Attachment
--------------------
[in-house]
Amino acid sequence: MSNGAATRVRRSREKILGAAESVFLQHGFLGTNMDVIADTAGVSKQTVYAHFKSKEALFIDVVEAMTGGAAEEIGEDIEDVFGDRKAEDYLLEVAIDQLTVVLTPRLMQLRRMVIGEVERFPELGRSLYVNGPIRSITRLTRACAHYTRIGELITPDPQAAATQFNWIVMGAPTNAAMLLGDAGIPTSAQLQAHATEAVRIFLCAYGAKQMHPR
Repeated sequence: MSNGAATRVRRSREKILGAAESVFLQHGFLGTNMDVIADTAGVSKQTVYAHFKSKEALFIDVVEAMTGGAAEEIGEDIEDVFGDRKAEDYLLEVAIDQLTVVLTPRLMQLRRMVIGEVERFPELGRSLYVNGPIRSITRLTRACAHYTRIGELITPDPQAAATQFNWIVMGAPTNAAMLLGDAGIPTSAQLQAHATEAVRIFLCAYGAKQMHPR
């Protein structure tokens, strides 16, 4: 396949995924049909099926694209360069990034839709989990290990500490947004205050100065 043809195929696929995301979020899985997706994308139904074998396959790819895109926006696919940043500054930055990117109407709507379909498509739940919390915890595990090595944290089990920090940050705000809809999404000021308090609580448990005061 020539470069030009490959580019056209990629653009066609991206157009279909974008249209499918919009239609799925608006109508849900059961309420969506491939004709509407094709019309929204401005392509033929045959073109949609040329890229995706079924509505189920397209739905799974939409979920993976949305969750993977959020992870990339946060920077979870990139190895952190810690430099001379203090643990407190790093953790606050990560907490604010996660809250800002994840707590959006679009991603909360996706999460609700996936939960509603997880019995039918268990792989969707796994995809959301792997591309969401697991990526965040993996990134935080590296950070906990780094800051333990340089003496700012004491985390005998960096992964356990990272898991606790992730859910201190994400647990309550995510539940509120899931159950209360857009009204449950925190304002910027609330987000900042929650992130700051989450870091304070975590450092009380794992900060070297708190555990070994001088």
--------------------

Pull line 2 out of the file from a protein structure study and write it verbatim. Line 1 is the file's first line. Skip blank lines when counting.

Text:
Amino acid sequence: MSNGAATRVRRSREKILGAAESVFLQHGFLGTNMDVIADTAGVSKQTVYAHFKSKEALFIDVVEAMTGGAAEEIGEDIEDVFGDRKAEDYLLEVAIDQLTVVLTPRLMQLRRMVIGEVERFPELGRSLYVNGPIRSITRLTRACAHYTRIGELITPDPQAAATQFNWIVMGAPTNAAMLLGDAGIPTSAQLQAHATEAVRIFLCAYGAKQMHPR